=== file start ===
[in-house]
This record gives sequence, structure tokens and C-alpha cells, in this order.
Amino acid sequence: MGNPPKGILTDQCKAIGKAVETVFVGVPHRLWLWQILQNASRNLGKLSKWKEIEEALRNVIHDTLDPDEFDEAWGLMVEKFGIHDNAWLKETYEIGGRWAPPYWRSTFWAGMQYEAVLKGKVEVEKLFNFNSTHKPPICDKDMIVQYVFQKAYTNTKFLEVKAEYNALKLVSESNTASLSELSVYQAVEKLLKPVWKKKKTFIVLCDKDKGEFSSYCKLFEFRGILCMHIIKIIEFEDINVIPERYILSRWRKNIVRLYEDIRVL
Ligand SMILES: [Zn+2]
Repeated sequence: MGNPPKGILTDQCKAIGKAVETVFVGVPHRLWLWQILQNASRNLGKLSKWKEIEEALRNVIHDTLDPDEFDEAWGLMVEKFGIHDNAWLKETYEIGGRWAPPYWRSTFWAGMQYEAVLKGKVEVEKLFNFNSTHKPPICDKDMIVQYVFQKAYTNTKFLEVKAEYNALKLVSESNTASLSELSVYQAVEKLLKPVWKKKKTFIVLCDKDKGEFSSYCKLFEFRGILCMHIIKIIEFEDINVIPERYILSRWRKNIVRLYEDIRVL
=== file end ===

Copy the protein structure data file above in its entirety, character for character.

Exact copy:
[in-house]
This record gives sequence, structure tokens and C-alpha cells, in this order.
Amino acid sequence: MGNPPKGILTDQCKAIGKAVETVFVGVPHRLWLWQILQNASRNLGKLSKWKEIEEALRNVIHDTLDPDEFDEAWGLMVEKFGIHDNAWLKETYEIGGRWAPPYWRSTFWAGMQYEAVLKGKVEVEKLFNFNSTHKPPICDKDMIVQYVFQKAYTNTKFLEVKAEYNALKLVSESNTASLSELSVYQAVEKLLKPVWKKKKTFIVLCDKDKGEFSSYCKLFEFRGILCMHIIKIIEFEDINVIPERYILSRWRKNIVRLYEDIRVL
Ligand SMILES: [Zn+2]
Repeated sequence: MGNPPKGILTDQCKAIGKAVETVFVGVPHRLWLWQILQNASRNLGKLSKWKEIEEALRNVIHDTLDPDEFDEAWGLMVEKFGIHDNAWLKETYEIGGRWAPPYWRSTFWAGMQYEAVLKGKVEVEKLFNFNSTHKPPICDKDMIVQYVFQKAYTNTKFLEVKAEYNALKLVSESNTASLSELSVYQAVEKLLKPVWKKKKTFIVLCDKDKGEFSSYCKLFEFRGILCMHIIKIIEFEDINVIPERYILSRWRKNIVRLYEDIRVL